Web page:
Mon, Jan 23, 2017 at noon:
Decline of cash assistance and child well-being, Luke Shaefer
Schoeni, Robert F., W.H. Dow, W.D. Miller, and E.R. Pamuk. 2011. "The Economic Value of Improving the Health of Disadvantaged Americans." American Journal of Preventive Medicine, 40(1): S67-S72.
Background: Higher educational attainment is associated with better health status and longer life. Purpose: This analysis estimates the annual dollar value of the benefits that would accrue to less-educated American adults if they experienced the lower mortality rates and better health of those with a college education. Methods: Using estimates of differences in mortality among adults aged >= 25 years by educational attainment from the National Longitudinal Mortality Survey and of education-based differentials in health status from published studies based on the Medical Expenditure Panel Survey, combined with existing estimates of the economic value of a healthy life year, the economic value of raising the health of individuals with less than a college education to the health of the college educated is estimated. Results: The annual economic value that would accrue to disadvantaged (less-educated) Americans if their health and longevity improved to that of college-educated Americans is $1.02 trillion. Conclusions: This modeling exercise does not fully account for the social costs and benefits of particular policies and programs to reduce health disparities; rather, it provides a sense of the magnitude of the economic value lost in health disparities to compare with other social issues vying for attention. The aggregate economic gains from interventions that improve the health of disadvantaged Americans are potentially large. (Am J Prev Med 2011; 40(1S1): S67-S72) (C) 2011 American Journal of Preventive Medicine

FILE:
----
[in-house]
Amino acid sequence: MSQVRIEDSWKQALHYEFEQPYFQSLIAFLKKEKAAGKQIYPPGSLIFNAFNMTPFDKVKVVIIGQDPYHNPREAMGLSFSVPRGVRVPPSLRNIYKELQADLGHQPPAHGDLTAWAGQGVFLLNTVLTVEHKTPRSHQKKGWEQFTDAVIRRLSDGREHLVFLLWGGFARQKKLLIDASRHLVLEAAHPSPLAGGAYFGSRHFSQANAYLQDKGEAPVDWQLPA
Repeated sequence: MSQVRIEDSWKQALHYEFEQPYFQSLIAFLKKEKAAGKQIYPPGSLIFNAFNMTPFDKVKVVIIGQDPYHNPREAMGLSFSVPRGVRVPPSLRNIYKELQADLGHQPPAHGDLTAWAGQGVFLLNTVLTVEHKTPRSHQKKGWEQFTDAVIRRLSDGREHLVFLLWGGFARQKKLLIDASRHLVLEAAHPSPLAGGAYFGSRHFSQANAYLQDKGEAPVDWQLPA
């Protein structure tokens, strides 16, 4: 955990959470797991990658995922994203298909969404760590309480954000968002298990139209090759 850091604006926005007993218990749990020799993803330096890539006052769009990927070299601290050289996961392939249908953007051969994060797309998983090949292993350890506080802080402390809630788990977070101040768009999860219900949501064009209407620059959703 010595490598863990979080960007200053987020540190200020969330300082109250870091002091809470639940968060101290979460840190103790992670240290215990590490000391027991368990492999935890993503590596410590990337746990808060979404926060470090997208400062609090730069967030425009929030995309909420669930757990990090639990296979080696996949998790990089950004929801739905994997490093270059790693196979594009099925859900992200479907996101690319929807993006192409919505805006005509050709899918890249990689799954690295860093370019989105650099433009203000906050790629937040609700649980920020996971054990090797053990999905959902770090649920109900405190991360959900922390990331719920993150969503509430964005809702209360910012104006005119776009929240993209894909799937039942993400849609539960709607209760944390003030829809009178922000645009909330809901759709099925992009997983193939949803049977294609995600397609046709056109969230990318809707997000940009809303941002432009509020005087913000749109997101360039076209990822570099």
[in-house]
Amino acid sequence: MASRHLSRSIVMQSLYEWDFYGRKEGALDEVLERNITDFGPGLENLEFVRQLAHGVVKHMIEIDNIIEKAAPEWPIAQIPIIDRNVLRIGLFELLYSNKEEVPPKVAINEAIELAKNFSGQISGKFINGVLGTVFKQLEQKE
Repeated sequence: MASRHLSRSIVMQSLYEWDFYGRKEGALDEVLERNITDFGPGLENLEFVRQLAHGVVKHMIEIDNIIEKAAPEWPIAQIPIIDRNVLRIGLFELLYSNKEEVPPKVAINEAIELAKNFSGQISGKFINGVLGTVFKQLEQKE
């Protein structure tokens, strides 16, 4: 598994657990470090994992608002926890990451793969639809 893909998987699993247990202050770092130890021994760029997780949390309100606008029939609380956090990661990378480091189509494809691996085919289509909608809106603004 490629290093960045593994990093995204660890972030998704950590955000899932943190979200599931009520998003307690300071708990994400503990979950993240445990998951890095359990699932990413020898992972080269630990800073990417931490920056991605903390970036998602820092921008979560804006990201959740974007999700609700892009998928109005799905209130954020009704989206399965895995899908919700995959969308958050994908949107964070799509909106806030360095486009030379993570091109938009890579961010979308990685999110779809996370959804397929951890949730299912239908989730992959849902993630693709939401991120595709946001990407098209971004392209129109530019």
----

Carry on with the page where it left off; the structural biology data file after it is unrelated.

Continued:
Country of focus: United States of America.